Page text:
Plaintiffs — students, parents, and school boards from Hoke, Halifax, Robeson, Cumberland, and Vance Counties — -appeal the trial court’s order denying them attorneys’ fees. For the reasons stated below, we affirm.
This case originated in 1994 and became a hallmark of education law in this State.1 The North Carolina Supreme Court, in its first Leandro opinion, concluded that the North Carolina Constitution “guarantee[s] every child of this state an opportunity to receive a sound basic education in our public schools.” Leandro v. State of North Carolina, 346 N.C. 336, 347, 488 S.E.2d 249, 255 (1997) (Leandro I). The Court remanded the case to the trial court to determine whether the State had failed in its constitutional duty to provide such sound basic education. Id. at 357-58, 488 S.E.2d at 261.
In its second Leandro opinion, the Court affirmed the trial court’s conclusion that the State had failed in its constitutional duty to provide students in Hoke County with the opportunity to obtain a sound basic education. Hoke Cty. Bd. of Educ. v. State, 358 N.C. 605, 647, 599 S.E.2d 365, 396 (2004) (Leandro II). It also affirmed the trial *276court’s ruling that the State must act to correct these deficiencies. Id. Proceedings as to the other rural school districts were to continue “in a fashion that is consistent with the tenets outlined in [the] opinion.” Id. at 648, 599 S.E.2d at 397.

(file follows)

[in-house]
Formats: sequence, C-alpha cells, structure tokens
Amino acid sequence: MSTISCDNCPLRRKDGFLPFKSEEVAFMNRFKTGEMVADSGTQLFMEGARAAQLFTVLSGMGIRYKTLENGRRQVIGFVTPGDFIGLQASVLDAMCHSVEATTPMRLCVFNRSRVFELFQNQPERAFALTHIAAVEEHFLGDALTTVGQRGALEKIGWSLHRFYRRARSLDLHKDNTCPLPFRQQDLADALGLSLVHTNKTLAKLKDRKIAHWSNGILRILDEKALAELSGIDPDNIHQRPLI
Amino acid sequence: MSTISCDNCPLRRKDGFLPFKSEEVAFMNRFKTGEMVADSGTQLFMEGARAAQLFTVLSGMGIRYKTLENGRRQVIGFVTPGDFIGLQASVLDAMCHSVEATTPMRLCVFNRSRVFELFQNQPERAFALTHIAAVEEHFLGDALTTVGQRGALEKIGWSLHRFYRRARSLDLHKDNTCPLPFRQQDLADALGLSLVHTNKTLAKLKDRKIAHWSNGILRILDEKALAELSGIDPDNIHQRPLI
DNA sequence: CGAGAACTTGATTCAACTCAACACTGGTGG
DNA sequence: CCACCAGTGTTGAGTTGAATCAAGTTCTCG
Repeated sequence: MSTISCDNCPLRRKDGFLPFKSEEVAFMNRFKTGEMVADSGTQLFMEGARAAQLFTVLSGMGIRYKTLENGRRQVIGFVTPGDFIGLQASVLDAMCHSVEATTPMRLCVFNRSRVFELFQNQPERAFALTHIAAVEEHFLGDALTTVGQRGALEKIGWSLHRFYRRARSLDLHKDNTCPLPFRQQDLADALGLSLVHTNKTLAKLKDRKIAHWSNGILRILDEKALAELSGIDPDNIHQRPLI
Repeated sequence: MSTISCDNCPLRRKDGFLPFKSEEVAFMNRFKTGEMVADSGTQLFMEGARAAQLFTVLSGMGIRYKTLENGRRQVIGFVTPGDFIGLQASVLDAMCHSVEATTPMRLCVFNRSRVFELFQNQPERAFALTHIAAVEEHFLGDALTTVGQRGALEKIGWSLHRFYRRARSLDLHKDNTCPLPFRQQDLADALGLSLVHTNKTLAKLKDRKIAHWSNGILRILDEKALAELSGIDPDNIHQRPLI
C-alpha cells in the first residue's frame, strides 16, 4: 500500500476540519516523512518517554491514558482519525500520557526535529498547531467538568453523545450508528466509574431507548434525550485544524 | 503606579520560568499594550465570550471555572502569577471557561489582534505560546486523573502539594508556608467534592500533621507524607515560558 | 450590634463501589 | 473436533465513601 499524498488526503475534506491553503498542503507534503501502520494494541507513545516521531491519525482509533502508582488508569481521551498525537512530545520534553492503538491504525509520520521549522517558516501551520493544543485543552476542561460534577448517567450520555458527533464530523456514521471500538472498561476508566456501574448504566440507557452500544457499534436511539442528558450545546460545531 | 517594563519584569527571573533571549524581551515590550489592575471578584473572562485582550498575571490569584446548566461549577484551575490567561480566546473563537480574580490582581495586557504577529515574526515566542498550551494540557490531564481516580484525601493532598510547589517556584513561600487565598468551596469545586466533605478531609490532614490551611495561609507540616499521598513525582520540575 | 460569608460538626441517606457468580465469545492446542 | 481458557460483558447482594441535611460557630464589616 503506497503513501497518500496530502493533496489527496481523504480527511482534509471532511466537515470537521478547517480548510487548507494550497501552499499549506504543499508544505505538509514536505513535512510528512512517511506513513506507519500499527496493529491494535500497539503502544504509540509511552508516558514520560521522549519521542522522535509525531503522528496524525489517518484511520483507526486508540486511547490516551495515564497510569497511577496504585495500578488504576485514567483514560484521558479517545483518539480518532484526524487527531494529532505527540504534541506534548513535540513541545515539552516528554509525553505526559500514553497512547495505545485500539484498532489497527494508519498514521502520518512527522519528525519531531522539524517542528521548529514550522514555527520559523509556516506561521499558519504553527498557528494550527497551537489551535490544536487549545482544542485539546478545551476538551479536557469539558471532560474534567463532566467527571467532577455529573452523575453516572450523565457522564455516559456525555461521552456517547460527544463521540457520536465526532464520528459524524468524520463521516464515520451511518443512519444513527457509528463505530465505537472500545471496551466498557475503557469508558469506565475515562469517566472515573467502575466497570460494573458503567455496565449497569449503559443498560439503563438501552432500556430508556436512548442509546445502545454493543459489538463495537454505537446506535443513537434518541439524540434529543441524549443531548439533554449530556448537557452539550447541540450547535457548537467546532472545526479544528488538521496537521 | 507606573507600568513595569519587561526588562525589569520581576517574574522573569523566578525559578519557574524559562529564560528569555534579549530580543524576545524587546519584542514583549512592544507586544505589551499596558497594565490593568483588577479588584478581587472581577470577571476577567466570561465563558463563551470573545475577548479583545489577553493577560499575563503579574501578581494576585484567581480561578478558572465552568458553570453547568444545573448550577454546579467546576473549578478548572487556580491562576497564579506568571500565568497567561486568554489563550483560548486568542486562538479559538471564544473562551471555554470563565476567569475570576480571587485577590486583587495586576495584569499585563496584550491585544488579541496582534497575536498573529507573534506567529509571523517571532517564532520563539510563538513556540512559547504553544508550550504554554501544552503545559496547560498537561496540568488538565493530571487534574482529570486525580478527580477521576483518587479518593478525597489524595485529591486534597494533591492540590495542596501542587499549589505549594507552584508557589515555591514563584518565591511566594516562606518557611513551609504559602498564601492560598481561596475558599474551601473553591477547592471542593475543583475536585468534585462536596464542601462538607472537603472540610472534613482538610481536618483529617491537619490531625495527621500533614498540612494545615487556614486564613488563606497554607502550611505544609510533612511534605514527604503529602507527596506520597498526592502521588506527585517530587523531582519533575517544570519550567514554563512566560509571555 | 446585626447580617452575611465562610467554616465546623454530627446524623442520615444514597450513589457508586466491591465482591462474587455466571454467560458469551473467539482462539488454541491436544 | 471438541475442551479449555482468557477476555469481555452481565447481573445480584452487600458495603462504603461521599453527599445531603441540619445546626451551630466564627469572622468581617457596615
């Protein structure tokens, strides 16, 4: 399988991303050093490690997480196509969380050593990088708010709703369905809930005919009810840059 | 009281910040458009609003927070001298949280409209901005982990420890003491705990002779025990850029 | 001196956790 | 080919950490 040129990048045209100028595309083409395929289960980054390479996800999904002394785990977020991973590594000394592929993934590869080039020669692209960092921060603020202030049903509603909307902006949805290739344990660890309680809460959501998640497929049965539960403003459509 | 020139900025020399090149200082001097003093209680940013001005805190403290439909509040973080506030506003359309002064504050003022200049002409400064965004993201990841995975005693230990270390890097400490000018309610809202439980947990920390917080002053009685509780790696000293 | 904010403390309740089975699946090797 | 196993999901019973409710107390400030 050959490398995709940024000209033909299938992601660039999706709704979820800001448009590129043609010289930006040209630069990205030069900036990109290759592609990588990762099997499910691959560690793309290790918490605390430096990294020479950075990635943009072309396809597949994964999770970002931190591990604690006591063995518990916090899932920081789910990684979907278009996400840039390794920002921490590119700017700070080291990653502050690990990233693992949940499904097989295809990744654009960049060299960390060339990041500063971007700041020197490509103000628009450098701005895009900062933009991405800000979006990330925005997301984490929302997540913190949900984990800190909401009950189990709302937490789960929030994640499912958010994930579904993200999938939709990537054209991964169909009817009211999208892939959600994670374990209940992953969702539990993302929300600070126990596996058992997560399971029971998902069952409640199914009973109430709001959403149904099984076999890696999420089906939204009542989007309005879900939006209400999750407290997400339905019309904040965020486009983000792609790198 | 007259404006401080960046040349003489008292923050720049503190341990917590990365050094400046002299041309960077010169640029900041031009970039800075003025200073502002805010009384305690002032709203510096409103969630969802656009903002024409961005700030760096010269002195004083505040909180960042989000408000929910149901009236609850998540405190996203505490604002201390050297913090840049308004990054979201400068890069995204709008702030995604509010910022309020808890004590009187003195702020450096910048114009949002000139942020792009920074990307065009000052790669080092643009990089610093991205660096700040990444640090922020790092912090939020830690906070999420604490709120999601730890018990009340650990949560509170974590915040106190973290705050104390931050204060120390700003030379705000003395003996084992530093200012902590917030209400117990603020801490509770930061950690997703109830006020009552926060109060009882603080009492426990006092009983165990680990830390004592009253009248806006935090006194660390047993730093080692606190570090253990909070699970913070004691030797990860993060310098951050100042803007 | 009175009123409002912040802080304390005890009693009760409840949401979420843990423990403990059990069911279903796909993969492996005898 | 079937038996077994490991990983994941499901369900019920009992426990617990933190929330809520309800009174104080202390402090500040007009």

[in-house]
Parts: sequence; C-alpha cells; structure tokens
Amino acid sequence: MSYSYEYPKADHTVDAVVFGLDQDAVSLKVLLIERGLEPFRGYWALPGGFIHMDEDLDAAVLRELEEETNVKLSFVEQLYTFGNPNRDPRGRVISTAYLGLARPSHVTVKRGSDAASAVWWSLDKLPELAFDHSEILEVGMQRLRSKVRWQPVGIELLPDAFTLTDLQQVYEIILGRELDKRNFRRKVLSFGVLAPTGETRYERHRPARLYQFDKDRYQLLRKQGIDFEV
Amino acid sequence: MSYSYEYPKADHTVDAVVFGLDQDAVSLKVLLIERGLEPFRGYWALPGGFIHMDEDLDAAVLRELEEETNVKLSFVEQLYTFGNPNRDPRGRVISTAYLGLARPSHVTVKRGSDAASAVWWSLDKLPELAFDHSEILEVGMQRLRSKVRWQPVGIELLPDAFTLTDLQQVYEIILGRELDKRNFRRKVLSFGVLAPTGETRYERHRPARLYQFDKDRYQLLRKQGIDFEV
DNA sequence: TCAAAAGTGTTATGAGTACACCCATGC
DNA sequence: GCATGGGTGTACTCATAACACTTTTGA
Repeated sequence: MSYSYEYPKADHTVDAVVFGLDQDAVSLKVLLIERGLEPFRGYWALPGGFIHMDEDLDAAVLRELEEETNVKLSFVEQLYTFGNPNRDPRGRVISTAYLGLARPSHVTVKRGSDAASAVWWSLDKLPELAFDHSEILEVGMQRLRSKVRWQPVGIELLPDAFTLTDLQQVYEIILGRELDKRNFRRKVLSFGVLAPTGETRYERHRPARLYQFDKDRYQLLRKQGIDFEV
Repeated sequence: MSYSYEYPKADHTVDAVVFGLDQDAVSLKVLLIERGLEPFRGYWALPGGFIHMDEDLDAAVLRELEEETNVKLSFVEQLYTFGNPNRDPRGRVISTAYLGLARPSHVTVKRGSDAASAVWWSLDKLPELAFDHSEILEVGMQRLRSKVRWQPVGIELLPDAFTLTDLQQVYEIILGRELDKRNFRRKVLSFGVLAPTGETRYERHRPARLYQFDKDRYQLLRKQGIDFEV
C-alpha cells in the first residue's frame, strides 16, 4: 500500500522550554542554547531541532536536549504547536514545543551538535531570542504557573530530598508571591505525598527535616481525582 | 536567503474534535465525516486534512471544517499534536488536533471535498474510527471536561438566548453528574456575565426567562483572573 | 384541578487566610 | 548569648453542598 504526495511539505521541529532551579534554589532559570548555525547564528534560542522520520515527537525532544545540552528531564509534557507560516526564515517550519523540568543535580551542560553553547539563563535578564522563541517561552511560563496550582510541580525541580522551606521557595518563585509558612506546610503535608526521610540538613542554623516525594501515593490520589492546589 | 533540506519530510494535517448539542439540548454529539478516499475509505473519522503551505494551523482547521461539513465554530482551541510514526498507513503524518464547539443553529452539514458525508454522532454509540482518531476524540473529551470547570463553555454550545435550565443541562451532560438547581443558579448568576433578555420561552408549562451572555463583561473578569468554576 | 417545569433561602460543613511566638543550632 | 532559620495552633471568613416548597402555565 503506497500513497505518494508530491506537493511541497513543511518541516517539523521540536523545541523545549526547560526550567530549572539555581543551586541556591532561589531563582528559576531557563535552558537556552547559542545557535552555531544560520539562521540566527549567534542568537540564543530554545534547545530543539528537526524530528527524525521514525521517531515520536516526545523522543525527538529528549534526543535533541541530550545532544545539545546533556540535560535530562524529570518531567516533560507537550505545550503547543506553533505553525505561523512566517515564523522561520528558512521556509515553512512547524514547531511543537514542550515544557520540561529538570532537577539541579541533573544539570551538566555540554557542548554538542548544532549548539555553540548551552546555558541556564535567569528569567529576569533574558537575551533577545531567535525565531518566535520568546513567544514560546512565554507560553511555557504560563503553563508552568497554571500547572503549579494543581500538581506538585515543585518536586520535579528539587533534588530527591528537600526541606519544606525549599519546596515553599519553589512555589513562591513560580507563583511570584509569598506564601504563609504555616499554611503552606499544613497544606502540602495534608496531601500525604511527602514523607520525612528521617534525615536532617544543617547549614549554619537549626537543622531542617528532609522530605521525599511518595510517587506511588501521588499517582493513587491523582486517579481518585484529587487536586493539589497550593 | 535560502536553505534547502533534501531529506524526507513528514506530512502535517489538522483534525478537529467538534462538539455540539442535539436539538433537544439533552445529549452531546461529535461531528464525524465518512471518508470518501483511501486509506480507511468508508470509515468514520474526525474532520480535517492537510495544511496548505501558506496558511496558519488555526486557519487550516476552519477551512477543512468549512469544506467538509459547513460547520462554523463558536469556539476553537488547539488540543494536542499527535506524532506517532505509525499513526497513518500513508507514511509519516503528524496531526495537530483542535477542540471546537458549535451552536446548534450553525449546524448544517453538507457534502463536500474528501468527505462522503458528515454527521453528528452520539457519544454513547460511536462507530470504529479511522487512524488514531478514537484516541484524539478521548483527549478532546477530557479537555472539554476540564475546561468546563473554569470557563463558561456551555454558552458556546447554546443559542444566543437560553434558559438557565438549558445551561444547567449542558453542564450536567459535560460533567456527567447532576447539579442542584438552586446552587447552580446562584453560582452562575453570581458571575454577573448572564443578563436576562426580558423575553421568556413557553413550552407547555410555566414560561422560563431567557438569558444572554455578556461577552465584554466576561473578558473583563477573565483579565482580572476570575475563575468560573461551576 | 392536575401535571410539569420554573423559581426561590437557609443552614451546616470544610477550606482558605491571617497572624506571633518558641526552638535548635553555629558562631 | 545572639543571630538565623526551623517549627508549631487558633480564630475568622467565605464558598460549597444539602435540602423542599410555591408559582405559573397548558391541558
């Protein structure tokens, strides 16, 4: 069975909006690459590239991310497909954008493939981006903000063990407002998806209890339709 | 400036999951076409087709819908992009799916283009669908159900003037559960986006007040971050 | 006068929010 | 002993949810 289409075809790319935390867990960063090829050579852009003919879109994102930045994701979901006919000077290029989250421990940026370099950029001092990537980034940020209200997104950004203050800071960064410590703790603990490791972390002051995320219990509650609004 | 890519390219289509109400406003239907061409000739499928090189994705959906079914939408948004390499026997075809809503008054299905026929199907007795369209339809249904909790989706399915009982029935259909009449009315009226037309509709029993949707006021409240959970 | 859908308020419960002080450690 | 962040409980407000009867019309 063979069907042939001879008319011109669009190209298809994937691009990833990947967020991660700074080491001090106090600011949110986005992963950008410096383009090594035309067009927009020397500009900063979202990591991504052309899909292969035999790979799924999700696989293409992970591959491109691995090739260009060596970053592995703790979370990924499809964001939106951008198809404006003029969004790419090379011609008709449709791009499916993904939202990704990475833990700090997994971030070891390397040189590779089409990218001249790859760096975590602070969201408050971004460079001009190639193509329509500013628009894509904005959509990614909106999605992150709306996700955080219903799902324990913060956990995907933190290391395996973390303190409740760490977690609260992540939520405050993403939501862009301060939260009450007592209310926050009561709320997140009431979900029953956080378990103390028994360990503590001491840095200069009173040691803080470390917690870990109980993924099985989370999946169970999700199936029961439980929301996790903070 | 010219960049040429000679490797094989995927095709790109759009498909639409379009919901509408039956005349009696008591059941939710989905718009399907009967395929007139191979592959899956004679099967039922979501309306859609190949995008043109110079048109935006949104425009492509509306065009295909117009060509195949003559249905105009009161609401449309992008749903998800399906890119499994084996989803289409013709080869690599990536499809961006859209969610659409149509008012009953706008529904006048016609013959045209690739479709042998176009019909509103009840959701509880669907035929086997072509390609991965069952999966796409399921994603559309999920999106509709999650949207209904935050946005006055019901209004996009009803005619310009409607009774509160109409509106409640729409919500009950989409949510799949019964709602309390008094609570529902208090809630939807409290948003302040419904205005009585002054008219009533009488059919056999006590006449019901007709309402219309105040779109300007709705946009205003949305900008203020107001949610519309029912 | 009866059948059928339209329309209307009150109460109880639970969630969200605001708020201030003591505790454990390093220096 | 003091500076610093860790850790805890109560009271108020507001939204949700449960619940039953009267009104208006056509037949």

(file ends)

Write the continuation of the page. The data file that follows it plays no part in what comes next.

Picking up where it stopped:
In the years since Leandro II, the trial court has continued to monitor the progress of the State’s efforts to comply with Leandro I and Leandro II. The State has established the Disadvantaged Student Supplemental Fund (“DSSF”) to assist at-risk children, and has fully funded the Low Wealth Schools Fund (“LWF”). Additionally, the State has allocated funds to (1) expand the More-at-Four program which provides education to at-risk four-year-olds; (2) reduce class size; (3) increase resources to the Hoke County school system, including increased teacher salaries and creation of Learn to Earn High Schools; and (4) create new programs to adequately train school superintendents and administrators.